Sprint deal with T-Mobile USA nearing completion

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A widely expected deal that will see US operator Sprint acquire its competitor T-Mobile USA is nearing completion, according to a number of reports citing inside sources. News agency Bloomberg said that an agreement on the price, capital structure and termination fee is close and that the deal would value T-Mobile at $40/share, or roughly $31bn. At the time of writing T-Mobile USA was trading at $35.20. The agency suggested a deal could be announced in July.

Such a deal would create an operator with the same scale as market leaders Verizon Wireless and AT&T. A combined Sprint-T-Mobile would have 103.53 million customers according to the latest figures from Informa’s WCIS Plus.

In May it was reported by the Wall Street Journal that German incumbent and T-Mobile parent Deutsche Telekom (DT) was demanding a $1bn break-up fee be written into any deal with Sprint, which is majority owned by Japan’s Softbank. The payment, from Sprint to Deutsche Telekom, would be required should an agreed deal be derailed; perhaps blocked by regulatory or competition authorities.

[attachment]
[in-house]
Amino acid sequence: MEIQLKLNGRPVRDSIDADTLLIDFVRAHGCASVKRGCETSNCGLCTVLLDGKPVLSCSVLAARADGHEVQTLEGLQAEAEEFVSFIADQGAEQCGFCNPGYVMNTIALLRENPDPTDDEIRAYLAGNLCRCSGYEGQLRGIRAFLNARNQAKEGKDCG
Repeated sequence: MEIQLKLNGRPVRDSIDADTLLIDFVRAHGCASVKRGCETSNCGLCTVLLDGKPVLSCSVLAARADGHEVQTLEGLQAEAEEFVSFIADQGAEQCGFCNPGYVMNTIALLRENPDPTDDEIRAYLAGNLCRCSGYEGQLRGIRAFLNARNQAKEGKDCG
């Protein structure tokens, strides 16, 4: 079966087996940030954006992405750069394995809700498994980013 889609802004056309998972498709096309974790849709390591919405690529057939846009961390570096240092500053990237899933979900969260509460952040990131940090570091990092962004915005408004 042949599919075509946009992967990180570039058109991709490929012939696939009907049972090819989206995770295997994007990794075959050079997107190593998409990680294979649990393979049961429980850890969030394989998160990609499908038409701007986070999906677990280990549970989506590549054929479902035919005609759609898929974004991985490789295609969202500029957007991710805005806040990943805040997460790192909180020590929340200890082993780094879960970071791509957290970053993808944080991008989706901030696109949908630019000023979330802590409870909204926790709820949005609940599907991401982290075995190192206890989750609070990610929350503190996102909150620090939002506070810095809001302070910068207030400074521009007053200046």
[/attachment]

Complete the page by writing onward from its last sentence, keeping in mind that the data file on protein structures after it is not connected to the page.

DT’s enthusiasm for the pre-nup is based on rewarding experience. In 2011 it walked away from the collapsed $39bn takeover of T-Mobile USA by AT&T with $3bn in cash, substantial spectrum assets and a favourable roaming agreement. It was able to invest that sum into its network and has performed well in subscriber terms since.

And yet the firm’s financial performance has not reflected this trajectory. In Q1 this year, despite claiming to have taken “virtually all of the industry phone growth” in the period, T-Mobile USA posted a $154m loss, down from a $106m profit for the same period in 2013. The firm cited increased customer acquisition costs as having a significant impact on its bottom line.From June 2012 to March 2014 the operator increased its subscriber base by 48 per cent, from 33.17 million to 49.08 million, according to figures from Informa’s WCIS Plus. Over the same period Sprint’s subscriber base dropped by 2.8 per cent to 54.45 million, while AT&T’s grew  10.3 per cent to 116.04 million and Verizon Wireless’ by 9.8 per cent to 121.29 million.